As America’s newspapers shrink and shed staff, and broadcast news outlets sink in the ratings, a new kind of Web-based news operation has arisen in several cities, forcing the papers to follow the stories they uncover.
Here it is VoiceofSanDiego.org, offering a brand of serious, original reporting by professional journalists — the province of the traditional media, but at a much lower cost of doing business. Since it began in 2005, similar operations have cropped up in New Haven, the Twin Cities, Seattle, St. Louis and Chicago. More are on the way.
With the decline of print ad sales and the closing of newspapers across the country, it was only a matter of time before we started seeing organized opperations like this sprouting up. I think this is a great developement. Many of the web sites profiled have non-profit status, so they are able to apply for grants and public donations, which in theory will keep them slightly more free than news organizations who are tied to corporate sponsorship.
My friends and I were just talking a few weeks ago on our roof about what changes we'll see in journalism in the next few years. The common thread among all conversations like this that I've had is: look, blogs and online news is great, but they still need newspapers to give them their source material. That, right now, is undeniably correct. Blogs, for the most part, serve as watchdogs, not as primary sources of news.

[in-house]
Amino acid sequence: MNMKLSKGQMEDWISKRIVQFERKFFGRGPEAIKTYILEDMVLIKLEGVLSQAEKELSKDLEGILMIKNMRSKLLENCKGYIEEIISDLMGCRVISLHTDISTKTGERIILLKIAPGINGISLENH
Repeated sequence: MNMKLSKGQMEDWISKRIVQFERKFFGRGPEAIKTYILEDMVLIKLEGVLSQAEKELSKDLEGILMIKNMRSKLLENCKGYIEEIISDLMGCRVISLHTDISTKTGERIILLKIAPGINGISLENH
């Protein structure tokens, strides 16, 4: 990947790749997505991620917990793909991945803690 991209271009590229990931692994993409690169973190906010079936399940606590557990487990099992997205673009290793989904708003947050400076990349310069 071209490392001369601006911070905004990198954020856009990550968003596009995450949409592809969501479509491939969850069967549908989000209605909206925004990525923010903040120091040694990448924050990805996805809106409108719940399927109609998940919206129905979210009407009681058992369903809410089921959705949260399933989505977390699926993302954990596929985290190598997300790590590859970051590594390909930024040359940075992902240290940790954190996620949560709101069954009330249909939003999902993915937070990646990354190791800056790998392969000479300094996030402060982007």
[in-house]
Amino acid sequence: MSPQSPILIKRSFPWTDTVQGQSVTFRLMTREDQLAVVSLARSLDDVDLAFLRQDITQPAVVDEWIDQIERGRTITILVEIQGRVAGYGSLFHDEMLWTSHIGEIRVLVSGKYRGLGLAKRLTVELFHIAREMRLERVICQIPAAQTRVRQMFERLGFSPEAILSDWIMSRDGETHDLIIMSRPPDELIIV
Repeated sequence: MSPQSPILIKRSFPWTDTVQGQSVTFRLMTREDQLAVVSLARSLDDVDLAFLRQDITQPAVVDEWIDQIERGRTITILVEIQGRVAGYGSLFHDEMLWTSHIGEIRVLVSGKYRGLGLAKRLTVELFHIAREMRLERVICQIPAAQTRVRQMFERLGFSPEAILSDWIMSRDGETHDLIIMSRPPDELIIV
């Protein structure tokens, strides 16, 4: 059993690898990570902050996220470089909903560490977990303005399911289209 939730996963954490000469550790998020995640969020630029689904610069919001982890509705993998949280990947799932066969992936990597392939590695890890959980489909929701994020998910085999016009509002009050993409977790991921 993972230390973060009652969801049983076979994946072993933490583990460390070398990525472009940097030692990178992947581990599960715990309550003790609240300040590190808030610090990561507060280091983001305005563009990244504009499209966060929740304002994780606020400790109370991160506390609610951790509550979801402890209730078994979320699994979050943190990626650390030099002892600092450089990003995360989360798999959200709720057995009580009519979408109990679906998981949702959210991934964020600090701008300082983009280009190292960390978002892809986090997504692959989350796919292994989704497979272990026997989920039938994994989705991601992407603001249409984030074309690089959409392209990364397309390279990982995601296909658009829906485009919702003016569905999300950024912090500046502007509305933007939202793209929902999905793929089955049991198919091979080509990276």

One small, but I think significant, way that this might be changing, though, is that primary news can be gathered and distributed by anybody, as long as they have an audience. To illustrate my point, I'll use a somewhat obtuse, but I think relevant, example.
Last July there was an earthquake in LA, and it was first reported on Twitter, the micro-message social network whatever. The LA Times website was down, and it was 9 minutes before the AP issued the news on their wire.
Now, obviously, tweeting to a friend "my fucking house is collapsing," is not the same thing as publishing the Pentagon Papers, but there is something to be said for local residents reporting and distributing local news.
How this would play out in foreign affairs reporting is unclear to me. If there is an embassy bombing in country X, but the Chicago Trib hasn't sold an ad all week and can't send their own reporter, will there be a local reporter/blogger from country X who can provide a story (my fucking house is collapsing from an explosion!)? Maybe.
More rambling thoughts about this to come in the near future. Until then, I will close my eyes and imagine I work at one of these new online news orgs. and we are about to publish the NEW Pentagon Papers.